Consumer credit growth slow in November
Jan. 10, 2014 – Total consumer credit growth in November was the slowest since April, increasing by an annualized 4.8 percent after increases of 7 and 6.3 percent in previous months.
NAFCU Senior Economist Curt Long analyzed data from the Federal Reserve in a Macro Data Flash. He found non-revolving credit – mostly based on vehicle and education loans – increased at an annual rate of 6.4 percent, while revolving credit – mostly credit cards – increased 0.7 percent.
“Consumers avoided running up credit card debt during the month, which contributed to the slow overall consumer credit growth,” Long wrote. “Non-revolving credit remained solid as consumers took advantage of low interest rates to purchase vehicles and as young adults pursued higher education. Non-revolving credit is expected to continue to drive overall consumer credit growth.”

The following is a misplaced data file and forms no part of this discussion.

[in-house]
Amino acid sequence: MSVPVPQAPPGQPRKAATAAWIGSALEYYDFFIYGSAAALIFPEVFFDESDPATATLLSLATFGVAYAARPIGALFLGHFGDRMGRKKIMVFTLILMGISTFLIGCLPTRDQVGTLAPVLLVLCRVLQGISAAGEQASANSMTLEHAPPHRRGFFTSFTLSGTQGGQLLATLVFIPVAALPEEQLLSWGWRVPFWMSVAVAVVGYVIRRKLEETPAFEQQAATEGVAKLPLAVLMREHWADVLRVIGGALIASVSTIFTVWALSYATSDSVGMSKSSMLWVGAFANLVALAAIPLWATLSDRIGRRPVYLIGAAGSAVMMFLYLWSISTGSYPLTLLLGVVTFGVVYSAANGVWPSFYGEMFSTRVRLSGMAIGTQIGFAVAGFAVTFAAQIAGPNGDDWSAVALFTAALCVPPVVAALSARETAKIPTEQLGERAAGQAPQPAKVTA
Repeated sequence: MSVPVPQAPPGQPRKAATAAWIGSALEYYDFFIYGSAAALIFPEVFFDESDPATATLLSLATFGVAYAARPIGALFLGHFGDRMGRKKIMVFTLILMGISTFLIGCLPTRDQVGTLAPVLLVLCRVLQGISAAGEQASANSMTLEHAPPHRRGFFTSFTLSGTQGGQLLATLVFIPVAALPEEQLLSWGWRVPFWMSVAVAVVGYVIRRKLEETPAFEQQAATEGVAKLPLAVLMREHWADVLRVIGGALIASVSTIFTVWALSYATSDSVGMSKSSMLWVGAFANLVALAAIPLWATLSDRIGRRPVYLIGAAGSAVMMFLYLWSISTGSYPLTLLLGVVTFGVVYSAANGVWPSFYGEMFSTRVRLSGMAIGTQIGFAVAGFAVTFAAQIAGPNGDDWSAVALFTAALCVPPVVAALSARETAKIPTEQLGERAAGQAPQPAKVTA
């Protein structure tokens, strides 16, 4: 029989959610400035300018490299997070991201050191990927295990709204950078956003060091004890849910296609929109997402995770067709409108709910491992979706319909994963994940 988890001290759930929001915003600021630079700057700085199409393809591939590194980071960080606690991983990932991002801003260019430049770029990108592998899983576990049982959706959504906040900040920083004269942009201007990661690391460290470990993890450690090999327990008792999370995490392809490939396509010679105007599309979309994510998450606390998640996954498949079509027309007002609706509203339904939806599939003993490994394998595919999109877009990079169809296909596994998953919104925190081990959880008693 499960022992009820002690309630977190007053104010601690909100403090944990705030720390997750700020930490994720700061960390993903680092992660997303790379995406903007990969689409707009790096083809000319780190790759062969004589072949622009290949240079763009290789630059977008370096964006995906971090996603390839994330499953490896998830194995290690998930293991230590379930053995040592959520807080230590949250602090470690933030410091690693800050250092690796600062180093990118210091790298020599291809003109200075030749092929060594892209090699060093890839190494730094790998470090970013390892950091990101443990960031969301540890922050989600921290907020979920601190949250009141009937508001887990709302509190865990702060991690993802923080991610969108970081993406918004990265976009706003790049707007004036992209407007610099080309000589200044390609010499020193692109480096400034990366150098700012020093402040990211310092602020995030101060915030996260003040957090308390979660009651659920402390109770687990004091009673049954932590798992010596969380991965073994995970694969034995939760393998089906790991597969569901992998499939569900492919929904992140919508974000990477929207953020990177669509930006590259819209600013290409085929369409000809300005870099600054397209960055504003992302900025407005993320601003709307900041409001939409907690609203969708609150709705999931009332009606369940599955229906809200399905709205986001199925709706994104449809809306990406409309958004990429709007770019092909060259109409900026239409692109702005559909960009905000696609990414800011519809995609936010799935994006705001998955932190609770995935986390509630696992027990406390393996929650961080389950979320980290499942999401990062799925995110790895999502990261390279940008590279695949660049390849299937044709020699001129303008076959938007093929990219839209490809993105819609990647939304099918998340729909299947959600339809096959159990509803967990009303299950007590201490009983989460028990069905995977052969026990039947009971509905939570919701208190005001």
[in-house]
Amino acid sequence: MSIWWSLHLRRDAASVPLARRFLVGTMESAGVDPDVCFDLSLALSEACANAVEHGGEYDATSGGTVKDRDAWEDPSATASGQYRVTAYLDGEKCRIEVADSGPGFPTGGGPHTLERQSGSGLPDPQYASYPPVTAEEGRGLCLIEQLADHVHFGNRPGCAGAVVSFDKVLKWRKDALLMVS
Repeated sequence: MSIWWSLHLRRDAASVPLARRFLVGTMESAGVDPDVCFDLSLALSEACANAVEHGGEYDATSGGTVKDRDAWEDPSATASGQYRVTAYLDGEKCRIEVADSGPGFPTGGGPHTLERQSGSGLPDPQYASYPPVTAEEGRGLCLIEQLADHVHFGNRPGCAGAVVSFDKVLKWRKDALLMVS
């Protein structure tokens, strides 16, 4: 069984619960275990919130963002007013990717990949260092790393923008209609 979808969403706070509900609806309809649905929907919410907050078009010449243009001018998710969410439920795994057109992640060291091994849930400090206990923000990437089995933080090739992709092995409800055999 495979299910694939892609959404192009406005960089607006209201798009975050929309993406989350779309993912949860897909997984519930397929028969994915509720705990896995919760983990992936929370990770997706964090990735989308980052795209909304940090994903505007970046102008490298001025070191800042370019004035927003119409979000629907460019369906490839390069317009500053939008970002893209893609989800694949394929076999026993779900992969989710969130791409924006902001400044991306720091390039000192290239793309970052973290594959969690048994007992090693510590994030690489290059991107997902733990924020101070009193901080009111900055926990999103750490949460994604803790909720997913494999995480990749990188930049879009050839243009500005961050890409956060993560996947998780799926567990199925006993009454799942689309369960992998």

Total consumer credit for credit unions went up 0.6 percent in November; banks’ went up 1.1 percent, and financial companies’ went down 0.2 percent. Credit unions’ share of the total consumer credit market was 8.6 percent in November. Banks held 40.8 percent, and financial companies held 22.1 percent.
NAFCU Macro Data Flash